Doctors warn of health risks associated with exercise in the heat
Summer activities often means heading outside and enjoying some fun in the sun. However, when it comes to fitness, the heat could be doing you more harm than good if you're not careful.
Every week Christopher and Amber Alejandro host Fit Camp BCS at Wolf Pen Creek.
"It's anything from heavy ropes, to tires or sleds. Anything you can think of that's boot camp oriented, we have it," said Alejandro.
In the summer months, when the temperatures reach triple digits, the pair makes a few changes.
"We keep it in the shade,” he said. “We also provide water for them in case they didn't hydrate enough during the day."
He says they pay attention to their clients to make sure they aren’t overheating.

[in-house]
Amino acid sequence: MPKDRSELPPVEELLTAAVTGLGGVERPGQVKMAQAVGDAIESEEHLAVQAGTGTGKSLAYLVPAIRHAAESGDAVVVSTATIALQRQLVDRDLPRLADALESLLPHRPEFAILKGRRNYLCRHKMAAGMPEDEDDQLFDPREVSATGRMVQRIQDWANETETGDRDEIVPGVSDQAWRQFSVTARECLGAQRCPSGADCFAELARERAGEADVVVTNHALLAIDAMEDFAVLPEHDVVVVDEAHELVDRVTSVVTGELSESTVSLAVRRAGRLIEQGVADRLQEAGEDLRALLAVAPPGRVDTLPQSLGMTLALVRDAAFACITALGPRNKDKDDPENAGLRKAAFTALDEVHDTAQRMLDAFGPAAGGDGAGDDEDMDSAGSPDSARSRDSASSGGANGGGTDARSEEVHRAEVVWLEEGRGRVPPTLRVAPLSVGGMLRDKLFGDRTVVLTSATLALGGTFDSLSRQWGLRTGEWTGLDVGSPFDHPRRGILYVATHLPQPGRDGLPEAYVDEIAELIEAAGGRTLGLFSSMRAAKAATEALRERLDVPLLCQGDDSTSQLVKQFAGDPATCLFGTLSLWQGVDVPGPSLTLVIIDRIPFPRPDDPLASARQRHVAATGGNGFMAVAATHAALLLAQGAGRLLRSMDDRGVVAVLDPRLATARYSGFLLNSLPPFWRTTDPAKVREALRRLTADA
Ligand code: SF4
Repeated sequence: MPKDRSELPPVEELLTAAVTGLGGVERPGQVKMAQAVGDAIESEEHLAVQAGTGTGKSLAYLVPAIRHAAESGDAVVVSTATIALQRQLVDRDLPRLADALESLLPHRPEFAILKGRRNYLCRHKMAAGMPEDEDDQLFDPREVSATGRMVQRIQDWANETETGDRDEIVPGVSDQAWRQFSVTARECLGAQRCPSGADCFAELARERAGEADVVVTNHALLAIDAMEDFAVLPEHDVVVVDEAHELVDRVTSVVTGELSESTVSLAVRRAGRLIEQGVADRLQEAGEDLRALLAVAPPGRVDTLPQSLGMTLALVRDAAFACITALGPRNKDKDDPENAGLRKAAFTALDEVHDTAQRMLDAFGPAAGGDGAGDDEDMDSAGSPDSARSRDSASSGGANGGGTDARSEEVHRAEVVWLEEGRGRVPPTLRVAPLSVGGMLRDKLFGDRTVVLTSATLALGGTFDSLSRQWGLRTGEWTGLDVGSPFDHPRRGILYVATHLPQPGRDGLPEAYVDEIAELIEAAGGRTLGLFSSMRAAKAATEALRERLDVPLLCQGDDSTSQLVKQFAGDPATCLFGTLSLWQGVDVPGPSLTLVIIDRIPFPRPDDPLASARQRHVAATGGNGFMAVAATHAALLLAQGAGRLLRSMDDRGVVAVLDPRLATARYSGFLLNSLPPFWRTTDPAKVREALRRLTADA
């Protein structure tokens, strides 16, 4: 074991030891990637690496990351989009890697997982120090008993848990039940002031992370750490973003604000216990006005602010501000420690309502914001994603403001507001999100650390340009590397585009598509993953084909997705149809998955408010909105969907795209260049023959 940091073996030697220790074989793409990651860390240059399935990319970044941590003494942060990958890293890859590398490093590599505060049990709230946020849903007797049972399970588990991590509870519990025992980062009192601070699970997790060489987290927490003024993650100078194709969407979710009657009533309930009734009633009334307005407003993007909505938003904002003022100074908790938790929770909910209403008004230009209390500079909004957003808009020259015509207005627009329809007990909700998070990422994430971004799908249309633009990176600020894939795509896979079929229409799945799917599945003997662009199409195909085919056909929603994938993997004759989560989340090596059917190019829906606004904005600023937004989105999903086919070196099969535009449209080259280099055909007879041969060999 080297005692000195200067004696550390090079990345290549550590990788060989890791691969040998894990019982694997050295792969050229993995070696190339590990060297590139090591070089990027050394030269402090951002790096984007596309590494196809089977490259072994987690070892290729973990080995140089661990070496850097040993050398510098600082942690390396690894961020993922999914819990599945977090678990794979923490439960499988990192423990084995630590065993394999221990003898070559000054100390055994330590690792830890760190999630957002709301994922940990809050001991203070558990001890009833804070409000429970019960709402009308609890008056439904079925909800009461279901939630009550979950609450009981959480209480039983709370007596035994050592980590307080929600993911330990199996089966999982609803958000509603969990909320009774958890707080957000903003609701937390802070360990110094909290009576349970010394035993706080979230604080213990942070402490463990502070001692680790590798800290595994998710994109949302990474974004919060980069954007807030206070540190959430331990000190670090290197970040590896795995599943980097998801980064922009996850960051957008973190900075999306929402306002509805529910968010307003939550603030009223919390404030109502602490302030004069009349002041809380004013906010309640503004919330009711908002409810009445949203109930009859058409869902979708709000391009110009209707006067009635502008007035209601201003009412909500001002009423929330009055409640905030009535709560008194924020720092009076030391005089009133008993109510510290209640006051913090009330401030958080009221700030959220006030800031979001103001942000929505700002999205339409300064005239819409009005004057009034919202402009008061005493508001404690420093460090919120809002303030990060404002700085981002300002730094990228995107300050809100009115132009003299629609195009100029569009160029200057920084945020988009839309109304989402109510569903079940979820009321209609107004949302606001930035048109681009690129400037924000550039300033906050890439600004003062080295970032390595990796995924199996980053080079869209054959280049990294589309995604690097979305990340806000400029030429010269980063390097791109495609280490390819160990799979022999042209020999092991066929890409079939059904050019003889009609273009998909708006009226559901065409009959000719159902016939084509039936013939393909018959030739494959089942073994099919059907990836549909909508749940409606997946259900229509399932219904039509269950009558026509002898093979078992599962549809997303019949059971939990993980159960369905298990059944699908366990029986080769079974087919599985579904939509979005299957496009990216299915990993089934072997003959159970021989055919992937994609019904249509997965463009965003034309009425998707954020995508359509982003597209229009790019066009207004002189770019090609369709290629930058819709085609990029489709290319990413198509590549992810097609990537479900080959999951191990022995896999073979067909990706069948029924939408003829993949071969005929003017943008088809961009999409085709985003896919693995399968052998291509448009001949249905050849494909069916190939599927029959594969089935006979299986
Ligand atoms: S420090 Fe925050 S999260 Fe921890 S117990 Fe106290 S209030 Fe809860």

"We tell them to go ahead sit this round out, get a bottle of water and come back when you're ready," said Alejandro.
Family Medicine doctor Kathryn Greiner with Baylor Scott and White says you could be putting your health at risk if you train during the heat of the day.
"When that humidity is high, your body can't cool itself off like it's supposed to,” said Dr. Greiner.
Heat-related illnesses range from something mild, like heat cramps to more severe, like heat stroke.
Dr. Greiner says if you’re concerned about the conditions outside you should check the heat index. She says if it is over one hundred degrees, you should pick another time to train.
"The key to exercising in the heat is hydrating, stretching and what's called acclimatization,” said Dr. Greiner. “Your body has to get used to working out in the heat."
If you do find yourself overheating, doctors suggest spraying your body with a little bit of water and sitting under a fan.